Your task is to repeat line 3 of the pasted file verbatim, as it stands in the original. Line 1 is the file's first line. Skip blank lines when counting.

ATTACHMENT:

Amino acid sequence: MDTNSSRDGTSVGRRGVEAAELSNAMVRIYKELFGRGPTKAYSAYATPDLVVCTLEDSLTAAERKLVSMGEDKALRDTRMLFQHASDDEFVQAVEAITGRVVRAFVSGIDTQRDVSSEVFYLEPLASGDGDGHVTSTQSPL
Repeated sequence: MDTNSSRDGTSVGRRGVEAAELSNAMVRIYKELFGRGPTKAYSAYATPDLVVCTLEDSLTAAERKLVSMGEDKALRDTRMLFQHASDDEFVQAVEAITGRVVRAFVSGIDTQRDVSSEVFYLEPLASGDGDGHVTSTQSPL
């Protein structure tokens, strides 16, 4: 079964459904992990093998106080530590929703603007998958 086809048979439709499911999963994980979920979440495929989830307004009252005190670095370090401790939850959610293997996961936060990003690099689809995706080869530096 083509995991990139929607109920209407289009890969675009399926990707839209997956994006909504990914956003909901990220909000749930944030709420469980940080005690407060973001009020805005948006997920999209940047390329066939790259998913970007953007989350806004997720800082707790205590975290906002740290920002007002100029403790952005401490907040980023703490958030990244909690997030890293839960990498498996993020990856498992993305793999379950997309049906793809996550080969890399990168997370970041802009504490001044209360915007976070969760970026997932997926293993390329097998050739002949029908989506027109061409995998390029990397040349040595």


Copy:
């Protein structure tokens, strides 16, 4: 079964459904992990093998106080530590929703603007998958 086809048979439709499911999963994980979920979440495929989830307004009252005190670095370090401790939850959610293997996961936060990003690099689809995706080869530096 083509995991990139929607109920209407289009890969675009399926990707839209997956994006909504990914956003909901990220909000749930944030709420469980940080005690407060973001009020805005948006997920999209940047390329066939790259998913970007953007989350806004997720800082707790205590975290906002740290920002007002100029403790952005401490907040980023703490958030990244909690997030890293839960990498498996993020990856498992993305793999379950997309049906793809996550080969890399990168997370970041802009504490001044209360915007976070969760970026997932997926293993390329097998050739002949029908989506027109061409995998390029990397040349040595």